Updated Aug 24, 2004
Along the windswept coast of the Chukchi Sea, about 13 miles south of Barrow, America's beloved humorist, Will Rogers, along with pilot Wiley Post, died when their small aircraft crashed On August 15, 1935. The adventurous duo were seeking a better route to Siberia via Alaska. ID tags from the plane can be seen at the old Whaling Captain's Station on the Bowersville side of Barrow.
The original monument is located at the crash site, in the area known as "Hollywood," because the Walt Disney movie, "Track of the Giant Snow Bear" was filmed there. It can only be reached on foot, by four-wheeler, or snow machine.
This Will Rogers - Wiley Post Monument is about a block east of the airport, in front of the visitors center. It is from near this spot that their bodies were shipped back home for burial.
Updated Aug 23, 2004
Address: Ogrook Street at Momegana Street
The Naval Arctic Research Laboratory (NARL) was established by the U.S. Navy in 1944, near Point Barrow on the shores of the Arctic Ocean. At it's peak, in 1966, the laboratory employed more than 200 scientists, however it had served its purpose by 1984, and was closed. The facility was then turned over to Barrow's Ukpeaquik Inupiat Corporation (UIC) which converted the building pictured here into a Science Center.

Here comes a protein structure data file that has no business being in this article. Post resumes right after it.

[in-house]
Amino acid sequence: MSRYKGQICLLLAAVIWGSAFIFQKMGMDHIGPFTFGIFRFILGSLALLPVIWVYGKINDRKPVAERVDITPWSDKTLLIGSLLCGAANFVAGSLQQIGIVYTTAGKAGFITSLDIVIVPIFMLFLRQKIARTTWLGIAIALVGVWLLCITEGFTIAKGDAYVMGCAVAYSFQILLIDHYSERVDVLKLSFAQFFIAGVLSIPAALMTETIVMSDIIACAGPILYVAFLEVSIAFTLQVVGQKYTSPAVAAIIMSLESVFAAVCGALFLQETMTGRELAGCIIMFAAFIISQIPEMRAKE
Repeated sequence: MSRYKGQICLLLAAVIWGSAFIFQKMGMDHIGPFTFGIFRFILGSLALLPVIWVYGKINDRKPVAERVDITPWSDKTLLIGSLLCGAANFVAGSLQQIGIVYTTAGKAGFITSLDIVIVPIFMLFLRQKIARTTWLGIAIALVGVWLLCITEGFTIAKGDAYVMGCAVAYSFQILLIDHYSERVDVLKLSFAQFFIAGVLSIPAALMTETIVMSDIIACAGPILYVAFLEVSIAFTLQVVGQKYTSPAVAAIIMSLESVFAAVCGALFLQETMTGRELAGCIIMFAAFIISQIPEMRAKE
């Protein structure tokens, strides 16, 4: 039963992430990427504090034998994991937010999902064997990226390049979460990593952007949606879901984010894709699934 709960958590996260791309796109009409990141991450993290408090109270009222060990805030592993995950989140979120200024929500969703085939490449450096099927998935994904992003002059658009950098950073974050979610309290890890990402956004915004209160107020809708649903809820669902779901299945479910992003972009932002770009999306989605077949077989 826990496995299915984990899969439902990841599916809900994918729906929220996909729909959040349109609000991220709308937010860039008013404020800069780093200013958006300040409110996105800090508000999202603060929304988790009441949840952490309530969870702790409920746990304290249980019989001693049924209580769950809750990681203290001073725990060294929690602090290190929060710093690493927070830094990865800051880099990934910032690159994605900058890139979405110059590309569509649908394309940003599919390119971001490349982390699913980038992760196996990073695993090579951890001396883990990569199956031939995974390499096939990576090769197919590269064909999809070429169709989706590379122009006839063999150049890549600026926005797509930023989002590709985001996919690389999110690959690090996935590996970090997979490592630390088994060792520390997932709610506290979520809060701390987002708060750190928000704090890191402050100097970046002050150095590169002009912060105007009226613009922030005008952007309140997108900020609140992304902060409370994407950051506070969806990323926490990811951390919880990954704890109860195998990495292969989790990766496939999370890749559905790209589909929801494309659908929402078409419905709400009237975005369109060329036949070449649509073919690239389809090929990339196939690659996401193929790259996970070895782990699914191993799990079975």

It was very interesting to visit the Center and view a number of scientific exhibits and posters which outline various research projects. In addition to these exhibits, the center also hosts the Barrow Birding Center and the Barrow-Toolik Schoolyard Project, which gives public presentations concerning ongoing research, especially geared toward sutdents, every Saturday.
Updated Aug 23, 2004
Address: 360 NARL, Barrow, AK 99723
One of the more enjoyable stops we made on our tour of Barrow was to the Inupiat Heritage Center. There we viewed the museum exhibits of Inupiat culture and history, both human and natural, especially as it relates to whaling. We also watched and participated in a lively presentation of native music, dance and games. Programs are held virtually every afternoon. Following the entertainment, native artists and craftspersons display their work, which may be purchased.
The Center is an affiliated area of the New Bedford Whaling National Historic Park in New Bedford, MA. It is owned by the North Slope Borough and managed by Ilisagvik College.
It this photo young Inupiat men and women are presenting one of many dances to the music of walrus skin drums and chanting. This was a highlight of the visit to Barrow.
Adult - $5.00
Ages 15-17 - $2.00
Ages 7-14 - $1.00
Children and Seniors - free
Updated Aug 23, 2004
Address: 5421 North Star Street, Barrow, AK99723
Here's the approach to Runway 6 at Barrow, on a clear day. (400 ft ceilings)
FYI: Runways are numbered, based on the approximate compass heading with which they are oriented. ie: Runway 6 has a compass heading from 055 to 064 degrees.
Written Sep 4, 2003